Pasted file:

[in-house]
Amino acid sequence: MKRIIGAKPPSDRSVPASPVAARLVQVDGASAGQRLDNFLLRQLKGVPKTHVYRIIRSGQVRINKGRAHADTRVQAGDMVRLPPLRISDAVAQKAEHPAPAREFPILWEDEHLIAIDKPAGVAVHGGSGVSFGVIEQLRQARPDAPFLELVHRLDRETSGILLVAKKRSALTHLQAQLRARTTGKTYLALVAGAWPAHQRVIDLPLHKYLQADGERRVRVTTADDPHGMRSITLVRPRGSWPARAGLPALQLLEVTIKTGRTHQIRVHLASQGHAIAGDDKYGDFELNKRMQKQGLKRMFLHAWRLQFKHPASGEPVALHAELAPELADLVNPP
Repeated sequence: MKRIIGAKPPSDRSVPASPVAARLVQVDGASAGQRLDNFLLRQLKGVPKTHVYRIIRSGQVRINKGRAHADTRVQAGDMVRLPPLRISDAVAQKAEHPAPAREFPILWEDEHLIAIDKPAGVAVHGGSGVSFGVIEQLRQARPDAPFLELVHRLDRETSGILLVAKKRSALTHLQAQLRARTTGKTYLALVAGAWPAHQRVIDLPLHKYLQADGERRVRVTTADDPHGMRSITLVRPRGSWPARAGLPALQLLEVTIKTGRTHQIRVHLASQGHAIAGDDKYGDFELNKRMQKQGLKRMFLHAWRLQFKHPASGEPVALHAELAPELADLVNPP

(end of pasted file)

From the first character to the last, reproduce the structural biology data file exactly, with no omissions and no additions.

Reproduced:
[in-house]
Amino acid sequence: MKRIIGAKPPSDRSVPASPVAARLVQVDGASAGQRLDNFLLRQLKGVPKTHVYRIIRSGQVRINKGRAHADTRVQAGDMVRLPPLRISDAVAQKAEHPAPAREFPILWEDEHLIAIDKPAGVAVHGGSGVSFGVIEQLRQARPDAPFLELVHRLDRETSGILLVAKKRSALTHLQAQLRARTTGKTYLALVAGAWPAHQRVIDLPLHKYLQADGERRVRVTTADDPHGMRSITLVRPRGSWPARAGLPALQLLEVTIKTGRTHQIRVHLASQGHAIAGDDKYGDFELNKRMQKQGLKRMFLHAWRLQFKHPASGEPVALHAELAPELADLVNPP
Repeated sequence: MKRIIGAKPPSDRSVPASPVAARLVQVDGASAGQRLDNFLLRQLKGVPKTHVYRIIRSGQVRINKGRAHADTRVQAGDMVRLPPLRISDAVAQKAEHPAPAREFPILWEDEHLIAIDKPAGVAVHGGSGVSFGVIEQLRQARPDAPFLELVHRLDRETSGILLVAKKRSALTHLQAQLRARTTGKTYLALVAGAWPAHQRVIDLPLHKYLQADGERRVRVTTADDPHGMRSITLVRPRGSWPARAGLPALQLLEVTIKTGRTHQIRVHLASQGHAIAGDDKYGDFELNKRMQKQGLKRMFLHAWRLQFKHPASGEPVALHAELAPELADLVNPP